Relentless storms: Zeta breaks records as it scours Louisiana

Much of the American Southeast is cleaning up after Zeta, the 27th named storm in a historically busy Atlantic hurricane season. It is the 11th named storm to make landfall in the continental U.S. in a single season, surpassing the nine storms of 1916.

Gerald Herbert/AP
A passing car's headlights illuminate a darkened street in the French Quarter of New Orleans on Oct. 28, 2020 after Hurricane Zeta left much of the city and metro area without power. An extraordinarily busy storm season has focused attention on climate change.

Zeta sped across southeastern United States on Thursday, leaving a trail of damage and more than 2 million homes and businesses in the dark in Atlanta and beyond after pounding New Orleans with winds and water that splintered homes and were blamed for at least two deaths.

A Category 2 hurricane when it hit the southeastern Louisiana coast Wednesday, the storm was still a tropical storm Thursday morning with maximum sustained winds of 60 mph about 50 miles west of Asheville, North Carolina – unusual even in a region accustomed to hurricanes and their aftermath. Along coastal Louisiana, there were reports of some trailers flipped over, a gas station destroyed, and downed power lines and trees.

Zeta had top sustained winds of 110 mph as a Category 2 hurricane at landfall and is the 27th named storm of a historically busy Atlantic hurricane season – with over a month left to go. It set a new record as the 11th named storm to make landfall in the continental United States in a single season, well beyond the nine storms that hit in 1916.

Hundreds of schools canceled classes or planned to open late across from the Gulf Coast to the Carolinas.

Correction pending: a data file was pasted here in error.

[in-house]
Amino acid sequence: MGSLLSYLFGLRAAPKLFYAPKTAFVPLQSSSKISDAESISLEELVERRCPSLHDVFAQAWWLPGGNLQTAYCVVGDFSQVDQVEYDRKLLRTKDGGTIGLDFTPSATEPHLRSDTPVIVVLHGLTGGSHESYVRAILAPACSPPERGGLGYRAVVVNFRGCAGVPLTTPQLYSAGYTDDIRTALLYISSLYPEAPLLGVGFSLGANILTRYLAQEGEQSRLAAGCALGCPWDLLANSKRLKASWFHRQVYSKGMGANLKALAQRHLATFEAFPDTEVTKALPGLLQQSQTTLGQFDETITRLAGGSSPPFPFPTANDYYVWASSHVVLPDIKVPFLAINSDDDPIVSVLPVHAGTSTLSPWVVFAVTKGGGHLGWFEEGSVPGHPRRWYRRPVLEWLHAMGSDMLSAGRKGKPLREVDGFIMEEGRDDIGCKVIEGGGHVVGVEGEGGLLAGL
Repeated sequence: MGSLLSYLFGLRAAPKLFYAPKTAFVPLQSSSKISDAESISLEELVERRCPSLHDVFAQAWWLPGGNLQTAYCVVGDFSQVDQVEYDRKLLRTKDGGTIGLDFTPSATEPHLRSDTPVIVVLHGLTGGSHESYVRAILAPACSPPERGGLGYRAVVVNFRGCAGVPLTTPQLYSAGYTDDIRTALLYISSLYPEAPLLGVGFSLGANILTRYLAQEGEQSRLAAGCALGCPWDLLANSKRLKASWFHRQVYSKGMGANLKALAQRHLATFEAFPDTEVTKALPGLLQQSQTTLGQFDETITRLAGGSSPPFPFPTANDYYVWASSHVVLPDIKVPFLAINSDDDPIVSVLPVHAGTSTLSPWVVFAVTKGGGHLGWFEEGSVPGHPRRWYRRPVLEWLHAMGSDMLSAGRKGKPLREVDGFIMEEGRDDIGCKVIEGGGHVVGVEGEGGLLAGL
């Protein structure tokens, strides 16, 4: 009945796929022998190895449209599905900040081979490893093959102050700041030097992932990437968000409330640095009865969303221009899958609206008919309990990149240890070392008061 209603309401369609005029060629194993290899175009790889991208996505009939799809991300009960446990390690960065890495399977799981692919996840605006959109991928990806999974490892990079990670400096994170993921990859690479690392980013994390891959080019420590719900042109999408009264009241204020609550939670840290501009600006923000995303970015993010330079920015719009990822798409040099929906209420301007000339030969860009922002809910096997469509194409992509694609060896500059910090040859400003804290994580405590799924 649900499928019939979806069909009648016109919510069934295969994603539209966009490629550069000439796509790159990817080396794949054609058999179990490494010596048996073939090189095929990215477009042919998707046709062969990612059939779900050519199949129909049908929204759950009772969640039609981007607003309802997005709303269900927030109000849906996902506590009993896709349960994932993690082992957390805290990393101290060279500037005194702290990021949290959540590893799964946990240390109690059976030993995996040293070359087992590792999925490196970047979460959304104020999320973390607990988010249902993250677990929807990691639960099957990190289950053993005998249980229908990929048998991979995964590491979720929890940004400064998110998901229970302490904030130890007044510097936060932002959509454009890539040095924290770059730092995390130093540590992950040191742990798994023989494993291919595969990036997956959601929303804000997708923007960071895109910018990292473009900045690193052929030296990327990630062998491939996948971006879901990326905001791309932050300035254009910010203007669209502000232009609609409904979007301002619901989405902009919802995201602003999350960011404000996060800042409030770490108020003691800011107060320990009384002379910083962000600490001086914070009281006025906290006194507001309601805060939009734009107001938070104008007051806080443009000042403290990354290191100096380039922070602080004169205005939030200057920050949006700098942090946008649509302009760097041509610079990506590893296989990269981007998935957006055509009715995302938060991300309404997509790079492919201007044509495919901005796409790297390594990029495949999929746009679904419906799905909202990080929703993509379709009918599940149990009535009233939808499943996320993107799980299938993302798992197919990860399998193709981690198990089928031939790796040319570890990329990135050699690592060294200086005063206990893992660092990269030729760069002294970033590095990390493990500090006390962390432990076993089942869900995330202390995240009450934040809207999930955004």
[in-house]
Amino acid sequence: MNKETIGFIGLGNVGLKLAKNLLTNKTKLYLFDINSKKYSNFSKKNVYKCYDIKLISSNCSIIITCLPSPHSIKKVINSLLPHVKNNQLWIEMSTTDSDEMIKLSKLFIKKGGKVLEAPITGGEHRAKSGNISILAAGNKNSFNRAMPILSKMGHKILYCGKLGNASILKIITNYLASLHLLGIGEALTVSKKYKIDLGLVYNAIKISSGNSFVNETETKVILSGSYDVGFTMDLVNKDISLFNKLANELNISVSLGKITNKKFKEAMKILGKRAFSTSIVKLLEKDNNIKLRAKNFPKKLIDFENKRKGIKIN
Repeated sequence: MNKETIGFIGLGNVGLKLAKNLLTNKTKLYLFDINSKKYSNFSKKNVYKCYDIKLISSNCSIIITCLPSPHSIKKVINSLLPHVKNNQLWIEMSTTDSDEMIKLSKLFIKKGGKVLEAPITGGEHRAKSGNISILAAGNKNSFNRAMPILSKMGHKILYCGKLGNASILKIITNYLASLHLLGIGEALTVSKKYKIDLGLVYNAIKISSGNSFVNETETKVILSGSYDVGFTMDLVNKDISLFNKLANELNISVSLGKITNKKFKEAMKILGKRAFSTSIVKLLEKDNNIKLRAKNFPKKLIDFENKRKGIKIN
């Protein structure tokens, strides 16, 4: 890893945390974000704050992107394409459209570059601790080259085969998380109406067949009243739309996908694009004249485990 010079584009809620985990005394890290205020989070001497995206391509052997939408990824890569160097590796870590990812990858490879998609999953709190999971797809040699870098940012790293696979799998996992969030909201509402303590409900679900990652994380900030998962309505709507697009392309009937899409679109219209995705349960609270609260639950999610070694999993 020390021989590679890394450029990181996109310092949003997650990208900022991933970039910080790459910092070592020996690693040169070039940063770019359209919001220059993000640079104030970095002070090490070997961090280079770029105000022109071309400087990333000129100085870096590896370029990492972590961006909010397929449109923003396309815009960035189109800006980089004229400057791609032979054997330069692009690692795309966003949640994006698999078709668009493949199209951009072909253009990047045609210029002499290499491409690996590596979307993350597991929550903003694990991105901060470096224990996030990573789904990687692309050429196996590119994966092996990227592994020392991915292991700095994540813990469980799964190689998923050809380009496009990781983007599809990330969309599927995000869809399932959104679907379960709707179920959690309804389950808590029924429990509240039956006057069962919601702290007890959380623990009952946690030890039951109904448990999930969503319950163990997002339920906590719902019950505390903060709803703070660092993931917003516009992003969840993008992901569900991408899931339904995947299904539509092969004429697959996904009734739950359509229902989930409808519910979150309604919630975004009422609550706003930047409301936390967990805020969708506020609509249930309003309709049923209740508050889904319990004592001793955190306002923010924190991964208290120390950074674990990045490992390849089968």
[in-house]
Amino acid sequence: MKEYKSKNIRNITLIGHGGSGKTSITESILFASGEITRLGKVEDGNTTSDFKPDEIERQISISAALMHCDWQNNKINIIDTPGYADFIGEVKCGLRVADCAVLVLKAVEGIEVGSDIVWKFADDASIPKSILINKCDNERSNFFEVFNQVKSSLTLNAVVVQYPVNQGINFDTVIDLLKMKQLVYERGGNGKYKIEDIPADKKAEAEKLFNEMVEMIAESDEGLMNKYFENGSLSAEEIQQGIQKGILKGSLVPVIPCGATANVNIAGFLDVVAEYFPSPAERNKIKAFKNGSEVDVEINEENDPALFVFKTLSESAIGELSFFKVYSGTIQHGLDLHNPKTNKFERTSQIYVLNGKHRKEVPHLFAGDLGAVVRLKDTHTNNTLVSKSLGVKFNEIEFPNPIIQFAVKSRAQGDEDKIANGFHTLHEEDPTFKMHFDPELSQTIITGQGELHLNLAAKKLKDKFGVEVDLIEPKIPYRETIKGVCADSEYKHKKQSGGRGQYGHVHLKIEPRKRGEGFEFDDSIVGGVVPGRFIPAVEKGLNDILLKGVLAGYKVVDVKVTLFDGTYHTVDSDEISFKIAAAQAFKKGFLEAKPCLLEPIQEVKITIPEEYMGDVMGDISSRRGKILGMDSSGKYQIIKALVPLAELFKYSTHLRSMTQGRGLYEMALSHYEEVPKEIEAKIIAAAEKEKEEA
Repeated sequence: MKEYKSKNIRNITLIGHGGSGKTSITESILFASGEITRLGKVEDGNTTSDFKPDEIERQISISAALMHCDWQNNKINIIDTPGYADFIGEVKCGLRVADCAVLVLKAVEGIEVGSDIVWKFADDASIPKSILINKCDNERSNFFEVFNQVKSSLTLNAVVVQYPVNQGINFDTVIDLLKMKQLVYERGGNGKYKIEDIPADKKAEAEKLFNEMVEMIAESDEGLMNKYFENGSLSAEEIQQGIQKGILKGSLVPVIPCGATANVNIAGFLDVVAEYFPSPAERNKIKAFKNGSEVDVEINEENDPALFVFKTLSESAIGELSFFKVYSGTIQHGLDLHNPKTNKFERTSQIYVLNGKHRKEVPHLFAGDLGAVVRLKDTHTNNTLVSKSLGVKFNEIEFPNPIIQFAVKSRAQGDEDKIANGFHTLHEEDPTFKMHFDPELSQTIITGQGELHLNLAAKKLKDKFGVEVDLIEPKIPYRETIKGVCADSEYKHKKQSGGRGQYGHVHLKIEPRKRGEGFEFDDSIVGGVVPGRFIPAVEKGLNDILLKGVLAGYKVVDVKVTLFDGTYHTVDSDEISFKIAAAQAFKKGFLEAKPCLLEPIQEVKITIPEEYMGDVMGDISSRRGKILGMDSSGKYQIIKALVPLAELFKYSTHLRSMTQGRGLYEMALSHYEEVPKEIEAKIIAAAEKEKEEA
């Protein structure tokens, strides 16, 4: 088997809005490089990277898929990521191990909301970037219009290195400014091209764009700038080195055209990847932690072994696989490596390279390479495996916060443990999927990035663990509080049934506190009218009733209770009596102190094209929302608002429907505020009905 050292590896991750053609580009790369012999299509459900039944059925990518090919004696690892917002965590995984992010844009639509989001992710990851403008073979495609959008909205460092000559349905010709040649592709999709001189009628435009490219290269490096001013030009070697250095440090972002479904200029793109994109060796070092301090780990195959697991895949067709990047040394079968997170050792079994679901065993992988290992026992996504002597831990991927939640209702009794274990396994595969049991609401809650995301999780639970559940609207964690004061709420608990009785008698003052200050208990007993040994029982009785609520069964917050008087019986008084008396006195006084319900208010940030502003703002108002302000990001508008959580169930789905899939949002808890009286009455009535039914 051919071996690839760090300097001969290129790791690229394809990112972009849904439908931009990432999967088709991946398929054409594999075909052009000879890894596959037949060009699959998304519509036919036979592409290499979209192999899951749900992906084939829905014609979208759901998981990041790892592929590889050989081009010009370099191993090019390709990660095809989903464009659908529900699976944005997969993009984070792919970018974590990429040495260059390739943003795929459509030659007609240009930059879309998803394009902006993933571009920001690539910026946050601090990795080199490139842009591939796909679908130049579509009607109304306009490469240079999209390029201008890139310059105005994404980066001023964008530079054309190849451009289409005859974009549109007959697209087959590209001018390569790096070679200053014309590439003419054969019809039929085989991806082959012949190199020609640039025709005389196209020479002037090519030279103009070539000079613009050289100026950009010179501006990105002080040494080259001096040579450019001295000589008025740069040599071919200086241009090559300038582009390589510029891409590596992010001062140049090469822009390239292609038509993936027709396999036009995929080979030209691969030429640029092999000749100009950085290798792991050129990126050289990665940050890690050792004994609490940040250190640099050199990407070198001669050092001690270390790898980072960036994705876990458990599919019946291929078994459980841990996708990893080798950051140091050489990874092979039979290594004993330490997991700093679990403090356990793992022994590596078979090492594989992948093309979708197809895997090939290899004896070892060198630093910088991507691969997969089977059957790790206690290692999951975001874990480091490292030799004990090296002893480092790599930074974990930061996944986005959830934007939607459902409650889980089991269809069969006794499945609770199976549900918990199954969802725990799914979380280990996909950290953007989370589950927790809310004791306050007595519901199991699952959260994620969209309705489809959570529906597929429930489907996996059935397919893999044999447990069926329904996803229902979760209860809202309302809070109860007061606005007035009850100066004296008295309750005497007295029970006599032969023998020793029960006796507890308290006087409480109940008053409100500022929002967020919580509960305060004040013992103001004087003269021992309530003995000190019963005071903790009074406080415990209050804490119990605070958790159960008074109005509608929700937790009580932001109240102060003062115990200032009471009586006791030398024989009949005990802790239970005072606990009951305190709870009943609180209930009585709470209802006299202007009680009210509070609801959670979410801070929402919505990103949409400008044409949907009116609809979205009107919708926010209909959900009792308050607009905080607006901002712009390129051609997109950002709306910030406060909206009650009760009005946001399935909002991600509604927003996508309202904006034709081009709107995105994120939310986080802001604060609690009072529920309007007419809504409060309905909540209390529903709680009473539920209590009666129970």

The latest punch from a record hurricane season left people shaken. Will Arute said it sounded like a bomb went off when part of a large oak snapped outside his home in New Orleans, and part of the tree crashed into his car and a corner of his home.

“I did not anticipate this to happen. It was pretty intense along the eye wall when it went through here,” he said.

Mackenzie Umanzor did not prepare much because the last hurricane to threaten her home a few weeks ago in D’Iberville, Mississippi, did not do much. Zeta blew open doors that she had tried to barricade and the top of her shed came loose.

“You could hear the tin roof waving in the wind and the stronger the wind got. It was just rattling. And there was a couple of snaps, lots of cracks of branches and trees falling,” she said. “It was pretty scary.”

Officials said life-threatening conditions would last into the day, with Zeta crossing the mid-Atlantic states as a tropical storm before moving offshore around Delaware and southern New Jersey.

The storm killed at least one person in Louisiana, a man who was electrocuted by a downed power line in New Orleans. In Georgia, authorities said a man was killed when high winds caused a tree to fall onto a mobile home in Cherokee County.

Power outages were reported across Louisiana, Mississippi, Alabama, and Georgia, according to the website PowerOutage.us. Georgia had the most outages before dawn with more than 1 million customers in the dark.